In a rare foray into the realm of foreign policy, the U.S. Supreme Court ruled Wednesday that the Iranian government must use $2 billion in frozen assets to compensate U.S. victims of terrorist attacks, rejecting Tehran’s argument that Congress had exceeded its constitutional limits by intervening in the case.
On one side of the case, Bank Markazi v. Peterson, were more than 1,000 American victims of terrorist attacks linked to Iran, as well as their surviving family members. Opposing them was the Iranian government’s central bank. The case’s namesake, Deborah Peterson, lost her brother in the 1983 truck bombing of the U.S. Marine barracks in Beirut, Lebanon. She and hundreds of others launched a wrongful-death suit against Iran in 2001. A federal district court awarded them a $2.65 billion judgment in 2007.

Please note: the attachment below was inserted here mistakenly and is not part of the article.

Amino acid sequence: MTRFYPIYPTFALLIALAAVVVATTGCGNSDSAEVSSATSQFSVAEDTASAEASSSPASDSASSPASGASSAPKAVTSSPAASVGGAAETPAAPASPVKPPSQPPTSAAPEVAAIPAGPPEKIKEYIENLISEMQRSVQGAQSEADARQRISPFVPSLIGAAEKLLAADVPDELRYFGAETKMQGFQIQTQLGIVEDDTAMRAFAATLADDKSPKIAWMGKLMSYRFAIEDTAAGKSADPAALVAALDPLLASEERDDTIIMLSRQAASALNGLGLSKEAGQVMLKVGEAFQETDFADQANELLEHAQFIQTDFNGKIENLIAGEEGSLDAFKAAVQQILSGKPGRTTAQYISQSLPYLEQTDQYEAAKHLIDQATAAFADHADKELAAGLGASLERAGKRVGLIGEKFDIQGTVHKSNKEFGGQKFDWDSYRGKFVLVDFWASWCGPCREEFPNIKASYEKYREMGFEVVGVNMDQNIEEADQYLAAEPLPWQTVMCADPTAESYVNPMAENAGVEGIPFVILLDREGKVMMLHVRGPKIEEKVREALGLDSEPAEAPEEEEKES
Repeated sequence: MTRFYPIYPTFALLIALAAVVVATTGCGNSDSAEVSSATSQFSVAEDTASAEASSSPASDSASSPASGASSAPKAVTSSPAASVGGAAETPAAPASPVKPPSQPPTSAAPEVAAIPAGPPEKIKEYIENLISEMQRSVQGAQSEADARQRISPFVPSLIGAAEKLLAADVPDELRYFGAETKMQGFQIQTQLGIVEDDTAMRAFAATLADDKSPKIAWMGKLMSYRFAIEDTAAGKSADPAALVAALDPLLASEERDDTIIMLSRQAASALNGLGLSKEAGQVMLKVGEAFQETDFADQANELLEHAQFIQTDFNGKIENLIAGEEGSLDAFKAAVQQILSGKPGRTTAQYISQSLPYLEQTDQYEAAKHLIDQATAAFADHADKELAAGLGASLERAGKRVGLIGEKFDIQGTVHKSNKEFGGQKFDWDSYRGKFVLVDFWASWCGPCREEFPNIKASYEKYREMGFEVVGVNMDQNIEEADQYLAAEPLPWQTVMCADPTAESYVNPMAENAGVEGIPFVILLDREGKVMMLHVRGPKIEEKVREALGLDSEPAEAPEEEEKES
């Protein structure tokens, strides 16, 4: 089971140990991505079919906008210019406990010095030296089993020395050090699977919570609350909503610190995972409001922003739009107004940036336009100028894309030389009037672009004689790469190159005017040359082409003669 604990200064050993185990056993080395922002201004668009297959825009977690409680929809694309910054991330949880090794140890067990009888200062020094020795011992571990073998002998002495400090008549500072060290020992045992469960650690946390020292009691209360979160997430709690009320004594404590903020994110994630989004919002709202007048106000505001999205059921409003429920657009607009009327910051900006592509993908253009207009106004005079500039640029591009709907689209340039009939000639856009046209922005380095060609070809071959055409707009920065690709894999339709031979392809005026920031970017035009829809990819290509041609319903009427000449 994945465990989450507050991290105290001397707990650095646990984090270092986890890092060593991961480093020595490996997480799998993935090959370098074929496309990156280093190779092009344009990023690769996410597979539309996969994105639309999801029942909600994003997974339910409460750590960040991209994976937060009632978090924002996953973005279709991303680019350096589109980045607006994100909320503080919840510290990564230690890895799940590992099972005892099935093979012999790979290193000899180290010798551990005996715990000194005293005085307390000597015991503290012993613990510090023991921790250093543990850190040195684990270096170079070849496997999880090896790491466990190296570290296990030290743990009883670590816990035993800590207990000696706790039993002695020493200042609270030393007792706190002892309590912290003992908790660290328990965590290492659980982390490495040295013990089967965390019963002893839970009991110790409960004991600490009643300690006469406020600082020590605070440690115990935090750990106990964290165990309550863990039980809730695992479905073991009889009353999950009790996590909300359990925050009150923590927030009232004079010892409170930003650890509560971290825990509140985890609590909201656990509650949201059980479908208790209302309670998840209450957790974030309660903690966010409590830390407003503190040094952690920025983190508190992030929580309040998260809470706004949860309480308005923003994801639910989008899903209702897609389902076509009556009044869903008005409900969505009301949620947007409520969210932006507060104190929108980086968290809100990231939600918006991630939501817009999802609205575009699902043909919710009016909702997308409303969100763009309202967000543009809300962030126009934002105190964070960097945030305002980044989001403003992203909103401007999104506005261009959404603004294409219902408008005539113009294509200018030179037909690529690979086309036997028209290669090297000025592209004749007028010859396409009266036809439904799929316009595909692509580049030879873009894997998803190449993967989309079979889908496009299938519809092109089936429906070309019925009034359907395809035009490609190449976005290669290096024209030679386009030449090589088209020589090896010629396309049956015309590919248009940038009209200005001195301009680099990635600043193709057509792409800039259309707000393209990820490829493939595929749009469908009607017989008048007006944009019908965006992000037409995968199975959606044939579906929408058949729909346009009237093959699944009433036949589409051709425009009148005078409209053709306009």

While the parties argued in court about how and whether Iran would pay the judgment, Congress passed the Iran Threat Reduction and Syria Human Rights Act of 2012, which included a section that made $2 billion in frozen Iranian funds available for seizure in the Bank Markazi case, citing it by name.
The Second Circuit Court of Appeals, using the new law, then sided with the families in 2014 to seize the funds. In response, Iran asked the justices to intervene against Congress’ alleged encroachment on the judicial branch’s powers to decide cases. Previous Supreme Court rulings forbade Congress from forcing courts to hand down specific verdicts or reopen final judgments.